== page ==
BERLIN, March 24 (UPI) -- Germany plans to tighten parliamentary control of its intelligence services.
Chancellor Angela Merkel's conservatives, the Social Democrats of Foreign Minister Frank-Walter Steinmeier and the Free Democrats, Germany's largest opposition group, back such a move, Der Spiegel reports. The three parties may file the draft as early as this Friday, the magazine said.
The draft would expand the authorities of a parliamentary commission established to control the moves of the German intelligence services operating inside and outside of the country.
It would abolish a provision that requires witnesses from inside the services to first inform their superiors before filing a complaint with the commission; it would also enable the release of official statements connected to the proceedings of the commission, which meets behind closed doors.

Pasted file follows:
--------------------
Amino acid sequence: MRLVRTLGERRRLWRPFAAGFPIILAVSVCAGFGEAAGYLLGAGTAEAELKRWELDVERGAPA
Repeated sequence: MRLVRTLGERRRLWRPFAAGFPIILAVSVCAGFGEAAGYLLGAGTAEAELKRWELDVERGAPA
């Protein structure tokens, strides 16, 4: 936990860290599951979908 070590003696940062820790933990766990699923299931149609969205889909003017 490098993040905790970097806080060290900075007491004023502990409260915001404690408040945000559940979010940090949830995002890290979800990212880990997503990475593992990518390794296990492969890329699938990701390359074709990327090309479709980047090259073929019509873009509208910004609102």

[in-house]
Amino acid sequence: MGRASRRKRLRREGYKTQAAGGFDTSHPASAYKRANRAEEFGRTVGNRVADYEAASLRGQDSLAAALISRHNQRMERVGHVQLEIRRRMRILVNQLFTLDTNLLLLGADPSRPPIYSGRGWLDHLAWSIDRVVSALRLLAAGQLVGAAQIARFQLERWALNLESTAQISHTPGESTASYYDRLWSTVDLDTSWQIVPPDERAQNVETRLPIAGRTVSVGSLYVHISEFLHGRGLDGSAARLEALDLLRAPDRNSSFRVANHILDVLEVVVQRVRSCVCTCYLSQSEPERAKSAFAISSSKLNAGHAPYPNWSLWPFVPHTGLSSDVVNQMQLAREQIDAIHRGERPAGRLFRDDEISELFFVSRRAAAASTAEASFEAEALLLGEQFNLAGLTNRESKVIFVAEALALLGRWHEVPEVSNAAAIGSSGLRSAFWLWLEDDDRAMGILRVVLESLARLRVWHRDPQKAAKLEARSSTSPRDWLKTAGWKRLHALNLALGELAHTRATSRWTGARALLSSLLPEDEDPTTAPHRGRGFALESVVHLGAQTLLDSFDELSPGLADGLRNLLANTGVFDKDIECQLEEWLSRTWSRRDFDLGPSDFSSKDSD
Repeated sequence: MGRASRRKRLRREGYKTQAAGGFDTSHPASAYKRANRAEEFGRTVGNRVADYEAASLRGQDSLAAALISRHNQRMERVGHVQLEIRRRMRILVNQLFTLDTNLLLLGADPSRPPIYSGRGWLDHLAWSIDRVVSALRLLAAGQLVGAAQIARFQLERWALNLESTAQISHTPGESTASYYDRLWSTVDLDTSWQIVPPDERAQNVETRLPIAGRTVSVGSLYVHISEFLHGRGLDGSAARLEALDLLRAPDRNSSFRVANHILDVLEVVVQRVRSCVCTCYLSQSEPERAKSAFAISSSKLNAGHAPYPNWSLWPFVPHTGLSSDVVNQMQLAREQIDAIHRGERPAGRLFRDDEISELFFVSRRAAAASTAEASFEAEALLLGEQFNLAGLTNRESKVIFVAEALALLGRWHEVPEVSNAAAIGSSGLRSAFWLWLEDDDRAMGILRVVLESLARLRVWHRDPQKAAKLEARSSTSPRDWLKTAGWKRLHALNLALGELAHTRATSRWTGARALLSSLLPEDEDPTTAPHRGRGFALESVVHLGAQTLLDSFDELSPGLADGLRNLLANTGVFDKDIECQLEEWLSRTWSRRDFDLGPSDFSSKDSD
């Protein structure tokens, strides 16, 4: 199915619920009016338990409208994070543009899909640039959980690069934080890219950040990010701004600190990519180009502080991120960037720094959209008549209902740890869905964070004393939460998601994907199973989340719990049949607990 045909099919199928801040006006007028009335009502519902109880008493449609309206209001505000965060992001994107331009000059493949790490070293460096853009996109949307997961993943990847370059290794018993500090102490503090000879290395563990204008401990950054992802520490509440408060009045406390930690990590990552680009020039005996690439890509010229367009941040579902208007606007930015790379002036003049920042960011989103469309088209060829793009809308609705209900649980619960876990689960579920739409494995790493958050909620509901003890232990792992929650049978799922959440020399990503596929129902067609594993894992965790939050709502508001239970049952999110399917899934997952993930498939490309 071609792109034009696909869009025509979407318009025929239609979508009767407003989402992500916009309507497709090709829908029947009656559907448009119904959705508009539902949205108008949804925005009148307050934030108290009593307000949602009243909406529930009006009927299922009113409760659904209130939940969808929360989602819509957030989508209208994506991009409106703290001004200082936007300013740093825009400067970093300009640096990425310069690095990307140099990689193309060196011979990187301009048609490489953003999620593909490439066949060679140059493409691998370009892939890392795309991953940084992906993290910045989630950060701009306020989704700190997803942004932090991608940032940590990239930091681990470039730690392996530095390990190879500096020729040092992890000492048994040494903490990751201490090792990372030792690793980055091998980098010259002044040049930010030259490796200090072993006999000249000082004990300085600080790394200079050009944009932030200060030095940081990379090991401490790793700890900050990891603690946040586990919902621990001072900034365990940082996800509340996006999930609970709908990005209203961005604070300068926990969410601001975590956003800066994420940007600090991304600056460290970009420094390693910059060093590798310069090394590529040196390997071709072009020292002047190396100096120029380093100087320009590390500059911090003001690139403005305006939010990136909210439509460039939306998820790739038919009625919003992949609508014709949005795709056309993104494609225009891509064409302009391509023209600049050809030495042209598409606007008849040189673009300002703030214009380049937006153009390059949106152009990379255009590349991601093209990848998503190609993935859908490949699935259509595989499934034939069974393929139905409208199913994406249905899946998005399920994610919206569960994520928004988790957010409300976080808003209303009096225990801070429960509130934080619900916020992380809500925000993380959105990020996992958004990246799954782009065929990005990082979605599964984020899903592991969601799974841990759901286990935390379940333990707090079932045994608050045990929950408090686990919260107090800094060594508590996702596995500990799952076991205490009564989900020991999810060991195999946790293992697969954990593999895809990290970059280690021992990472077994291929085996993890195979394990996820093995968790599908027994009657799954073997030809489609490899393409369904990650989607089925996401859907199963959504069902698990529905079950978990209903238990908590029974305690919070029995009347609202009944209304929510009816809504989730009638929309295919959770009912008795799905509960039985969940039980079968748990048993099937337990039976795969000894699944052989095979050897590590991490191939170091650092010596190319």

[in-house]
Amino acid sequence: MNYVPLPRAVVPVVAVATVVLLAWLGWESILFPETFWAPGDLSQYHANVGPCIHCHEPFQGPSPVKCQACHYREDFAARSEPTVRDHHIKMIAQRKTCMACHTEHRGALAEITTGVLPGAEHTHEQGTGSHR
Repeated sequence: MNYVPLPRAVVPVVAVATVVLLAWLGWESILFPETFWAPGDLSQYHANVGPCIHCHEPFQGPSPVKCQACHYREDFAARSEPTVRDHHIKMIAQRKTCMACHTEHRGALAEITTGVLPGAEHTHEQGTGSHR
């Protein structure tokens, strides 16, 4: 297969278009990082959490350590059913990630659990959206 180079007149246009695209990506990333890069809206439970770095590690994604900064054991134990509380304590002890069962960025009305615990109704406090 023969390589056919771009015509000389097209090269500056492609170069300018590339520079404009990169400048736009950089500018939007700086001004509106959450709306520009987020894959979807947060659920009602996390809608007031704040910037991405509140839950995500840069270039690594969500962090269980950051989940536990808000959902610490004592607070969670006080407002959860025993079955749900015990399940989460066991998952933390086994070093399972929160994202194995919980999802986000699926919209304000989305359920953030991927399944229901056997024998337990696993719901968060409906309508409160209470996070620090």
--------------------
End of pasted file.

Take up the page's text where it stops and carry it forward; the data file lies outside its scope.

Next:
The commission convened several times to investigate the Bundesnachrichtendienst, known as the BND, a German spy agency founded in 1956.
The BND has in the past years come under heavy fire for dubious interrogations in secret prisons in Afghanistan and Syria and in the U.S. military detention center in Guantanamo Bay, Cuba. It also surfaced that the BND spied on journalists in Germany.